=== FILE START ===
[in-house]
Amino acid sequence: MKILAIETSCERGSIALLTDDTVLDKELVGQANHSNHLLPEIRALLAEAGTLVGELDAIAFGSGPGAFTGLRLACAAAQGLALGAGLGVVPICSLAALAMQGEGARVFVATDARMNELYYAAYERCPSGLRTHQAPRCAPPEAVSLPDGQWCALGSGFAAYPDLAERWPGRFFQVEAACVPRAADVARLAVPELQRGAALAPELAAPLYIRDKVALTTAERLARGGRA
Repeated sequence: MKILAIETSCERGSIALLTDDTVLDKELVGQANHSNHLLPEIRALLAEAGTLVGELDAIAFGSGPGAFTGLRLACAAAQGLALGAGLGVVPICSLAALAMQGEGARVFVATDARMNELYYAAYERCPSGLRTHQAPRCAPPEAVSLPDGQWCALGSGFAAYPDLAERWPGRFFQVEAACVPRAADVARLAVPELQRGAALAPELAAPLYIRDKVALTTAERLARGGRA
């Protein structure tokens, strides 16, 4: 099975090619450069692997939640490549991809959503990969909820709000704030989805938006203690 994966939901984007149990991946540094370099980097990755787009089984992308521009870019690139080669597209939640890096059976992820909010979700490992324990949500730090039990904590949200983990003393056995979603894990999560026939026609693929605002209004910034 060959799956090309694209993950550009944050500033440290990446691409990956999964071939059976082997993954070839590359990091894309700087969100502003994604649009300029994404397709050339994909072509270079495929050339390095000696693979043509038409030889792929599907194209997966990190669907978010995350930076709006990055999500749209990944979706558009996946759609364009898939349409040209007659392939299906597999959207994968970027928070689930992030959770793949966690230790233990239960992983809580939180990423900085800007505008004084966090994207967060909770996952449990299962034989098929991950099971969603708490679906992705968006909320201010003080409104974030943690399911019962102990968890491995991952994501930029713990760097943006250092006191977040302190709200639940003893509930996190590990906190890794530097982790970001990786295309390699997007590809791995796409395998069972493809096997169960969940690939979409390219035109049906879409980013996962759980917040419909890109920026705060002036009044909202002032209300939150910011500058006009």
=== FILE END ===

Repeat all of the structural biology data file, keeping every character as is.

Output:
[in-house]
Amino acid sequence: MKILAIETSCERGSIALLTDDTVLDKELVGQANHSNHLLPEIRALLAEAGTLVGELDAIAFGSGPGAFTGLRLACAAAQGLALGAGLGVVPICSLAALAMQGEGARVFVATDARMNELYYAAYERCPSGLRTHQAPRCAPPEAVSLPDGQWCALGSGFAAYPDLAERWPGRFFQVEAACVPRAADVARLAVPELQRGAALAPELAAPLYIRDKVALTTAERLARGGRA
Repeated sequence: MKILAIETSCERGSIALLTDDTVLDKELVGQANHSNHLLPEIRALLAEAGTLVGELDAIAFGSGPGAFTGLRLACAAAQGLALGAGLGVVPICSLAALAMQGEGARVFVATDARMNELYYAAYERCPSGLRTHQAPRCAPPEAVSLPDGQWCALGSGFAAYPDLAERWPGRFFQVEAACVPRAADVARLAVPELQRGAALAPELAAPLYIRDKVALTTAERLARGGRA
């Protein structure tokens, strides 16, 4: 099975090619450069692997939640490549991809959503990969909820709000704030989805938006203690 994966939901984007149990991946540094370099980097990755787009089984992308521009870019690139080669597209939640890096059976992820909010979700490992324990949500730090039990904590949200983990003393056995979603894990999560026939026609693929605002209004910034 060959799956090309694209993950550009944050500033440290990446691409990956999964071939059976082997993954070839590359990091894309700087969100502003994604649009300029994404397709050339994909072509270079495929050339390095000696693979043509038409030889792929599907194209997966990190669907978010995350930076709006990055999500749209990944979706558009996946759609364009898939349409040209007659392939299906597999959207994968970027928070689930992030959770793949966690230790233990239960992983809580939180990423900085800007505008004084966090994207967060909770996952449990299962034989098929991950099971969603708490679906992705968006909320201010003080409104974030943690399911019962102990968890491995991952994501930029713990760097943006250092006191977040302190709200639940003893509930996190590990906190890794530097982790970001990786295309390699997007590809791995796409395998069972493809096997169960969940690939979409390219035109049906879409980013996962759980917040419909890109920026705060002036009044909202002032209300939150910011500058006009």